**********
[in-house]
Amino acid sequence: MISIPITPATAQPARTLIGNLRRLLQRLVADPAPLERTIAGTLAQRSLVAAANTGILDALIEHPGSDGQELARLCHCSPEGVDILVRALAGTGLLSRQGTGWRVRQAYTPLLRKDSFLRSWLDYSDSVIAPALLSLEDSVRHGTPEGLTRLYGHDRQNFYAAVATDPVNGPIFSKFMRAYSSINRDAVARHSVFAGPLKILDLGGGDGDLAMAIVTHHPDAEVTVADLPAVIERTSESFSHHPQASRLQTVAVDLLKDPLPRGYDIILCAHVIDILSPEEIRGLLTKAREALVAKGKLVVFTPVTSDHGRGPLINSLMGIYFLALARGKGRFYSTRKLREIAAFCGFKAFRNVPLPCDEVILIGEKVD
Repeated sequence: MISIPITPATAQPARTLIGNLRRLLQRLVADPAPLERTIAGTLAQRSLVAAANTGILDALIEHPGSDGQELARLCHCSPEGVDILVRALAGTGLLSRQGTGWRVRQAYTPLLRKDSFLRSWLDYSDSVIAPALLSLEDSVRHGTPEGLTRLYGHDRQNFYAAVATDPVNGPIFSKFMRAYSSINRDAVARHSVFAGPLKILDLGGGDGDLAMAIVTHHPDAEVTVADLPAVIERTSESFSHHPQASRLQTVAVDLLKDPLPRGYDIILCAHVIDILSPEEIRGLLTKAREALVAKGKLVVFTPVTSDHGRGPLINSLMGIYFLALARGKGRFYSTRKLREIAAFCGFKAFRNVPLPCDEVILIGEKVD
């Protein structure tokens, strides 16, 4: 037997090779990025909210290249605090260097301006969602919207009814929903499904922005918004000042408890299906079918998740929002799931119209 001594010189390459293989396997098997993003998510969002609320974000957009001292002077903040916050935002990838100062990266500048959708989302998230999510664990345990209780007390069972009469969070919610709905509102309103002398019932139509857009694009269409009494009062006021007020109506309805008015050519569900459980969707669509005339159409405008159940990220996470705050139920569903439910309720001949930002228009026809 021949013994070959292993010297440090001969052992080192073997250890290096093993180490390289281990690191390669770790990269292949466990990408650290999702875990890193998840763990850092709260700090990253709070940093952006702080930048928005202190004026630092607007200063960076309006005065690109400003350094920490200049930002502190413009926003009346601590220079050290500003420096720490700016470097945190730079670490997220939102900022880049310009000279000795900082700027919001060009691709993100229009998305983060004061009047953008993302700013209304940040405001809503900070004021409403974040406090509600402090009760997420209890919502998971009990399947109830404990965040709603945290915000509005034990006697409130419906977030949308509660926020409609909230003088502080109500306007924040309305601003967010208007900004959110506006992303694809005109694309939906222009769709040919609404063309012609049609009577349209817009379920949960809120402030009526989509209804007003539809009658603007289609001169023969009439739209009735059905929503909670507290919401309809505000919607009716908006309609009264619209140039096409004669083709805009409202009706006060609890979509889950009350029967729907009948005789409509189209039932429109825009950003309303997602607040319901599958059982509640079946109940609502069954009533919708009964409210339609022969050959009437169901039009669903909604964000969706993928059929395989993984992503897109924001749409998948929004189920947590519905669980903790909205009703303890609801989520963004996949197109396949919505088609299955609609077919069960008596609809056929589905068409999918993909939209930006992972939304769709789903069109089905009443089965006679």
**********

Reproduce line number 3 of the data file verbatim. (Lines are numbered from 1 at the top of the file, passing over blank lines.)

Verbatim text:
Repeated sequence: MISIPITPATAQPARTLIGNLRRLLQRLVADPAPLERTIAGTLAQRSLVAAANTGILDALIEHPGSDGQELARLCHCSPEGVDILVRALAGTGLLSRQGTGWRVRQAYTPLLRKDSFLRSWLDYSDSVIAPALLSLEDSVRHGTPEGLTRLYGHDRQNFYAAVATDPVNGPIFSKFMRAYSSINRDAVARHSVFAGPLKILDLGGGDGDLAMAIVTHHPDAEVTVADLPAVIERTSESFSHHPQASRLQTVAVDLLKDPLPRGYDIILCAHVIDILSPEEIRGLLTKAREALVAKGKLVVFTPVTSDHGRGPLINSLMGIYFLALARGKGRFYSTRKLREIAAFCGFKAFRNVPLPCDEVILIGEKVD